I think you can replace Chess with Guitar and the ideas in this blog by a noted adult chess improver apply just as well. I picked this up from my brother’s latest vlog on adult chess improvement, my guitar playing is far superior to my chess playing … let’s you know just what kind of chess player I am … was.
Question: What is a chess grinder?
Answer: A person that studies chess several times per week, preferably every day:
- More focused on the journey than the destination
- Understands that life is mostly about plateaus and learns to love those plateaus
- What George Leonard artfully describes in his book, Mastery, The Keys to Success and Long-Term Fulfillment, as being on the Master’s Journey
Q: What are the other journey’s beside the Master’s Journey?
A: Other approaches that George Leonard describes include the Dabbler, the Obsessive, and the Hacker:
- The Dabbler starts with enormous enthusiasm, but his excitement wanes dramatically after confronting his first plateau.
- The Obsessive buys every chess book and online resource he can find. “It’s all about my rating. This is the clearest measure of improvement.” He pushes hard even in the face of adversity, but often forms a love-hate relationship with chess. When the Obsessive crashes, he often crashes very hard.
- The Hacker has a different approach. He is fine with being on the plateau indefinitely and doesn’t mind skipping stages essential for mastery. He’s fine playing blitz games with other Hackers. He probably never had the chess gene anyway.
Q: None of those three approaches sound very good. How does one embrace the master’s journey?
A: When progress seems to stop then say, “Good. I’m on another plateau. I just need to keep practicing and sooner or later, I will see signals of progress.”
Q: That sounds difficult. Why did you become a chess grinder?
A: I started because I did not want to be a Hacker any longer. I knew that I needed to replace my rotten chess foundation with a solid foundation. I also recognized that it will take me years to build this solid foundation. Therefore, I needed to make chess study a daily habit.
Q: How did you make chess study a habit?
A: First, I decided that I am no longer “trying to get better at chess”. Instead, I decided that I am a chess player, and chess players obviously study chess every day. Identity is one of our most powerful tools. Second, I decided to do at least a small amount of chess work every day. It might be to solve 1 puzzle, or read 1 page of a chess book. Even if I did the minimum, I would still feel good about my chess study. Basically, I moved chess study from the Decision Zone to the Habit Zone.
Q: What is the difference between the Decision Zone and Habit Zone?
A: The Decision zone is a conscious effort to do things. It involves motivation, willpower, and rewards. The Habit zone is an unconscious effort. It’s something you just do. I don’t debate whether or not to do some chess study anymore. That would be exhausting. I just do it because it’s what I do. 40-50% of what we do each day is habitual. The key is to put chess study into the habitual part of your life.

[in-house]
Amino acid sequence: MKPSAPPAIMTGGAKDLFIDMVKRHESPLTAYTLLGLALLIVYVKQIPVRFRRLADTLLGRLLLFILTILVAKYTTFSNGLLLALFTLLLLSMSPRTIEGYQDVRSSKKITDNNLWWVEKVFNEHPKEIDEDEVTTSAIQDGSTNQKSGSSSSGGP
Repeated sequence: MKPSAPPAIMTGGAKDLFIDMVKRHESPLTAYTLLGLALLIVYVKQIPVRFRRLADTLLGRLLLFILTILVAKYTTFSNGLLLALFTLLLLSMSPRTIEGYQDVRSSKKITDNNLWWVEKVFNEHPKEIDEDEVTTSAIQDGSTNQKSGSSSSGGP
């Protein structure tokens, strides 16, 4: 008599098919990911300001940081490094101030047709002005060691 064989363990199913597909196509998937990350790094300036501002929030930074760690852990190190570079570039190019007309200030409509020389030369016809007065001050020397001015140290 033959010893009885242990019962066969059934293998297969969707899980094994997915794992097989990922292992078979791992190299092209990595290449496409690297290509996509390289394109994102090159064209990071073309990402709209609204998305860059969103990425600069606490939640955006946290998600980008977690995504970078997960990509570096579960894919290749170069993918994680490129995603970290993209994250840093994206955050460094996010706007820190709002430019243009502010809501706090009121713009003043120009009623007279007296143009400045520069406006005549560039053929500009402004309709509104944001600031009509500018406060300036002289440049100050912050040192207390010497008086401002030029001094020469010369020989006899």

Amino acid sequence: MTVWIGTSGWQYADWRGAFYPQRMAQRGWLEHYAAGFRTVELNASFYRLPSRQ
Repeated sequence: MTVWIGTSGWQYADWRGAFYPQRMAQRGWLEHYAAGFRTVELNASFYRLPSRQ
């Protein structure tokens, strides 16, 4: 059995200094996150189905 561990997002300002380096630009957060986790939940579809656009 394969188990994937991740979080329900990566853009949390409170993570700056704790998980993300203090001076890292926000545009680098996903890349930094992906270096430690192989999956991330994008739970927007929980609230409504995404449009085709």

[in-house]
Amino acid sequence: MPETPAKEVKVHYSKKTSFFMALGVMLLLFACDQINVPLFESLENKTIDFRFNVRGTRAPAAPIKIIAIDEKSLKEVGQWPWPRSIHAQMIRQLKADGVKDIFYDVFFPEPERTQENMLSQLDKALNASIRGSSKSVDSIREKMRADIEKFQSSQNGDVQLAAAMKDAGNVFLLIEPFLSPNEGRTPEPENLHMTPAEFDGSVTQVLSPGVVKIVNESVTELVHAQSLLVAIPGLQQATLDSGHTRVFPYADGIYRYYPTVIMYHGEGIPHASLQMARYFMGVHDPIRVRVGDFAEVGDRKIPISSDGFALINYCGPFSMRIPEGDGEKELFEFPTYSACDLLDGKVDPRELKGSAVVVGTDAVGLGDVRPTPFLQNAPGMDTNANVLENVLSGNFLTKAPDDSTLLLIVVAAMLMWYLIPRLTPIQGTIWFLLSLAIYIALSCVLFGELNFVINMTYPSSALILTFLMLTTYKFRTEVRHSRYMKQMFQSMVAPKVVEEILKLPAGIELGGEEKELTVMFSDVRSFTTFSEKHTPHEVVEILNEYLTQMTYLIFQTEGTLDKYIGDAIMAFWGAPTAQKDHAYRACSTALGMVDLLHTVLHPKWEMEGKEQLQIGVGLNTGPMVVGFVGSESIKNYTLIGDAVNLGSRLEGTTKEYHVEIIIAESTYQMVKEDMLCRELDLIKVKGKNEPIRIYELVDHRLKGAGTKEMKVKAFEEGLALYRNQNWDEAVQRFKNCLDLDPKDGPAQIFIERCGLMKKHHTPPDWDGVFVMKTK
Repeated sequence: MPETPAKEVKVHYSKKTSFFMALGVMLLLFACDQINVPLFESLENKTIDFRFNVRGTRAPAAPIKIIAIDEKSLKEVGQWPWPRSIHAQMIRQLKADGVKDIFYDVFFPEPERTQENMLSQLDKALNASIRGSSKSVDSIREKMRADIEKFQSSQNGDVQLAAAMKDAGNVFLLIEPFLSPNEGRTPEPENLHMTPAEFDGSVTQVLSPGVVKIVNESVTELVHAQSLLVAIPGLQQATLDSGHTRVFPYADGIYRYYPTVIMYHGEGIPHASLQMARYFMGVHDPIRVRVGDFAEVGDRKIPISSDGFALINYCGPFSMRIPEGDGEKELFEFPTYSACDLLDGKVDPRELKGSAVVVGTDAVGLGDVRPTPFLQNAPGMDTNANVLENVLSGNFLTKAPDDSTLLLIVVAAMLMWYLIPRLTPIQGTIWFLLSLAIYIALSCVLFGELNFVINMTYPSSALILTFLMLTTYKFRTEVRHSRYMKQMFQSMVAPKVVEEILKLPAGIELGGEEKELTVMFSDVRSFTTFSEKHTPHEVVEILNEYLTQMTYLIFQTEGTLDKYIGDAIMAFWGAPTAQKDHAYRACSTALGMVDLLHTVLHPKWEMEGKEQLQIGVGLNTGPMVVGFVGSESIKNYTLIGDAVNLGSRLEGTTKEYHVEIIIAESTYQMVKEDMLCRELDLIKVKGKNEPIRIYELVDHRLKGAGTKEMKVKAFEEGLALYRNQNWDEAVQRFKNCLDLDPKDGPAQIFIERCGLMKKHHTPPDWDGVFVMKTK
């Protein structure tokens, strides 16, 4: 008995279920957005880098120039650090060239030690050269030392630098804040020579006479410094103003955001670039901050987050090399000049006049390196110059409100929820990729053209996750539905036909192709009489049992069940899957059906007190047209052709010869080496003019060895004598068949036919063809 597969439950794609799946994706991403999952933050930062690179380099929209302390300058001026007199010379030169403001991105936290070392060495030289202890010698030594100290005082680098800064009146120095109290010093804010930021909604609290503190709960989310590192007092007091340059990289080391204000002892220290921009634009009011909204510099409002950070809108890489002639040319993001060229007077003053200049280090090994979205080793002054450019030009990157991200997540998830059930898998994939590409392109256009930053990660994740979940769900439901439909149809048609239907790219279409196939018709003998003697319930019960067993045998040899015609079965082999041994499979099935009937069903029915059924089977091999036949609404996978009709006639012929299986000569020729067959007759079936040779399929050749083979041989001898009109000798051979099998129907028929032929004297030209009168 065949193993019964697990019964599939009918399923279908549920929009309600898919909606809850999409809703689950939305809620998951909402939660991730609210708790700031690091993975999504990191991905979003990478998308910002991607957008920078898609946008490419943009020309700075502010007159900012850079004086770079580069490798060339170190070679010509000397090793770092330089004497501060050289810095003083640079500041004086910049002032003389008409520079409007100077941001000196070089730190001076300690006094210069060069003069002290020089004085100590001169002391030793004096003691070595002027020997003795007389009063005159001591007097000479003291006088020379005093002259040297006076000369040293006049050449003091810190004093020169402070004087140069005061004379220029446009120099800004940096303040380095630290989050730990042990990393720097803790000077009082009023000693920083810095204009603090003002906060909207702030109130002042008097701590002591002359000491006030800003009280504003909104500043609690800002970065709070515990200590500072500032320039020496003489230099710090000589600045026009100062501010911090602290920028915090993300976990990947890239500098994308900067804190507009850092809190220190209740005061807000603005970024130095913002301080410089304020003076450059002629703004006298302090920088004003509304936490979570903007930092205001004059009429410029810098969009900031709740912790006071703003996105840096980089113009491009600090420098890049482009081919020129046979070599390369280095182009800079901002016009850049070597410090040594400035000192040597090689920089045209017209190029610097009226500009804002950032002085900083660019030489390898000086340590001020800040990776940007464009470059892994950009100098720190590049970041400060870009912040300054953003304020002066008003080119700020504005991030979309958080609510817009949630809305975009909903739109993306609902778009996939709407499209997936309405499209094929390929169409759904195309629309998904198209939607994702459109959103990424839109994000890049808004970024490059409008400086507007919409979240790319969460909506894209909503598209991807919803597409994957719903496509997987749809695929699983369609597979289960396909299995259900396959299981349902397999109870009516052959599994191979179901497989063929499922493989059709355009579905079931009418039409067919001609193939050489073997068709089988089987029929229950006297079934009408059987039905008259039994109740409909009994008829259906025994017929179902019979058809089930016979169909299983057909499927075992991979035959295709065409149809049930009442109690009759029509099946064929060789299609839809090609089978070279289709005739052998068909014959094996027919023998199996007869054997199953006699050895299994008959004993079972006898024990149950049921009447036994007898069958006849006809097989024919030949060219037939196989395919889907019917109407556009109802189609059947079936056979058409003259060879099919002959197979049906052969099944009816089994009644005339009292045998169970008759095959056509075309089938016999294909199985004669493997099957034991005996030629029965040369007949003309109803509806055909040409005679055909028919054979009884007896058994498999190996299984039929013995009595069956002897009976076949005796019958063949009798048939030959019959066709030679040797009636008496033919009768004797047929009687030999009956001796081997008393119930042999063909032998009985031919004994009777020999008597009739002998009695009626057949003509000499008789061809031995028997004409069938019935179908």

Q: What are the keys to building a daily chess study habit?
A: There are 8 important steps:
- Anchor the habit to an existing habit. After I get back from my daily walk, I go into my office and study chess. I also have a calendar event on my phone that alerts me as a backup plan.
- Make it easy. I have my puzzles and chess book and chess board in arms reach from my desk at all times.
- Be happy with a small amount of daily work. Tiny habits are the start of bigger habits. Consistency is more important than volume. I started with 5 puzzles per day, now I can do 200. However, if I do only 5 puzzles, I’m still happy with my daily effort. I may want to read 15 pages of a chess book today, but if I only read 1 page, I’m still happy.
- Be totally focused and present while training. Ten minutes of deliberate practice is worth more than one hour of distracted practice.
- Create a celebration ritual after each study session. I post interesting puzzles on Twitter as a reward.
- Create social accountability. If I tell 1,000 people that I will read 12 chess books this year, I become very motivated to achieve that goal.
- Track your progress. Every day I track my training actions and track longer term achievements (e.g. total number of master games studied) in a spreadsheet.
- Realize that you will occasionally miss a day. Forgive yourself and do at least one chess related activity the next day. The cumulative effects of regular chess training is like compounding interest and will eventually show up in your games.
Q: Sounds like you know a lot about habit formation, which books do you recommend?
A: Mastery, The Keys to Success and Long-Term Fulfillment, Tiny Habits, Atomic Habits, Mindset, the New Psychology of Success, and Grit, the Power of Passion and Perseverance.
Q: How do you keep the daily grind interesting?
A: Several things to keep chess grinding interesting:
- listen to music while I study. This helps keep me energized and focused.
- time myself every time I study tactics. This keeps me focused and makes it a bit of a game.
- created a chess book championship series to keep chess book study fun and interesting. If you start a book that you dislike, feel free to change books. The goal is to use materials that you believe are useful on your master’s journey.
Q: Any other thoughts about chess grinding?
A: Look for different types of signals of progress, not just rating growth. If you work hard every day on your current plateau, sooner or later, you will see progress. In the meantime, keep grinding…